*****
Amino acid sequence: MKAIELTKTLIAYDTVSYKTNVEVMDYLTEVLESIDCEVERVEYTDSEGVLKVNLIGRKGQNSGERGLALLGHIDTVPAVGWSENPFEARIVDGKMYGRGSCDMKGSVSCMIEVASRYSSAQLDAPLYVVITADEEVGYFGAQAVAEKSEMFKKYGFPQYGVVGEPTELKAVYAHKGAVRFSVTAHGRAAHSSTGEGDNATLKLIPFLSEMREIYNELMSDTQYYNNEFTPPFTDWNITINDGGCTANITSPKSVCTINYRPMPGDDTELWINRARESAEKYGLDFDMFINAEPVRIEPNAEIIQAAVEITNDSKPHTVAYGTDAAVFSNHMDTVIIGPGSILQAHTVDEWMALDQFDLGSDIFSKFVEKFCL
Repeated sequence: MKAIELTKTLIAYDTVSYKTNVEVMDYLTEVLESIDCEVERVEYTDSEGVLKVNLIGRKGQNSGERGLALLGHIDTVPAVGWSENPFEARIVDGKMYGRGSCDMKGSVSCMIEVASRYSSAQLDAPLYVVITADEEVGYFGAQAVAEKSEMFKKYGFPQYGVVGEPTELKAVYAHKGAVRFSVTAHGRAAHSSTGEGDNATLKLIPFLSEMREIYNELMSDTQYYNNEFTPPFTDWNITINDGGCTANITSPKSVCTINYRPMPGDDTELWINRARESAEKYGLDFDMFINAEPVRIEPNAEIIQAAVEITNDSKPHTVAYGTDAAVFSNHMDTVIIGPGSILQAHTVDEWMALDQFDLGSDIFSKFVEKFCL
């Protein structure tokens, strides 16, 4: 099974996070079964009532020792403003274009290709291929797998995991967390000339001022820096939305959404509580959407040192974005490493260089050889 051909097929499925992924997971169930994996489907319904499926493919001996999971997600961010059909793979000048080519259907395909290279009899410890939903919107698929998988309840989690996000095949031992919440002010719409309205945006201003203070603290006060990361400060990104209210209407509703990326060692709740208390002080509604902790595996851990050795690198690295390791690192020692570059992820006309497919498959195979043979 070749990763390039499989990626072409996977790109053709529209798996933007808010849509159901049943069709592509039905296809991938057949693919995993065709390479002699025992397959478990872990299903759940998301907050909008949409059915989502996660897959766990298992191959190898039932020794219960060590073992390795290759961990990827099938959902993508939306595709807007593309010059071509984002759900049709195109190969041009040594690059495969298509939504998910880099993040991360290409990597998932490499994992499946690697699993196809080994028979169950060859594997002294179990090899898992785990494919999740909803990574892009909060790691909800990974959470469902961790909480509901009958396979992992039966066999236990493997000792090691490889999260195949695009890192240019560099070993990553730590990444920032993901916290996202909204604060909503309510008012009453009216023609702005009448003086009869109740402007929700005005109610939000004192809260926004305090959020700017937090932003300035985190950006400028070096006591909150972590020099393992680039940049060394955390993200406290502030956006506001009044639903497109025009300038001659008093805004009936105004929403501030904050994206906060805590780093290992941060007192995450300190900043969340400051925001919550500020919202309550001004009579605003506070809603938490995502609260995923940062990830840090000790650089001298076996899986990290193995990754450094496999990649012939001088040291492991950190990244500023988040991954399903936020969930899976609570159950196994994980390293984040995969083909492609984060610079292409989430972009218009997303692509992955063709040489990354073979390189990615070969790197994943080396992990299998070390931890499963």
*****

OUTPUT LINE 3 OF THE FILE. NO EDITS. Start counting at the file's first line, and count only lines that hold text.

């Protein structure tokens, strides 16, 4: 099974996070079964009532020792403003274009290709291929797998995991967390000339001022820096939305959404509580959407040192974005490493260089050889 051909097929499925992924997971169930994996489907319904499926493919001996999971997600961010059909793979000048080519259907395909290279009899410890939903919107698929998988309840989690996000095949031992919440002010719409309205945006201003203070603290006060990361400060990104209210209407509703990326060692709740208390002080509604902790595996851990050795690198690295390791690192020692570059992820006309497919498959195979043979 070749990763390039499989990626072409996977790109053709529209798996933007808010849509159901049943069709592509039905296809991938057949693919995993065709390479002699025992397959478990872990299903759940998301907050909008949409059915989502996660897959766990298992191959190898039932020794219960060590073992390795290759961990990827099938959902993508939306595709807007593309010059071509984002759900049709195109190969041009040594690059495969298509939504998910880099993040991360290409990597998932490499994992499946690697699993196809080994028979169950060859594997002294179990090899898992785990494919999740909803990574892009909060790691909800990974959470469902961790909480509901009958396979992992039966066999236990493997000792090691490889999260195949695009890192240019560099070993990553730590990444920032993901916290996202909204604060909503309510008012009453009216023609702005009448003086009869109740402007929700005005109610939000004192809260926004305090959020700017937090932003300035985190950006400028070096006591909150972590020099393992680039940049060394955390993200406290502030956006506001009044639903497109025009300038001659008093805004009936105004929403501030904050994206906060805590780093290992941060007192995450300190900043969340400051925001919550500020919202309550001004009579605003506070809603938490995502609260995923940062990830840090000790650089001298076996899986990290193995990754450094496999990649012939001088040291492991950190990244500023988040991954399903936020969930899976609570159950196994994980390293984040995969083909492609984060610079292409989430972009218009997303692509992955063709040489990354073979390189990615070969790197994943080396992990299998070390931890499963």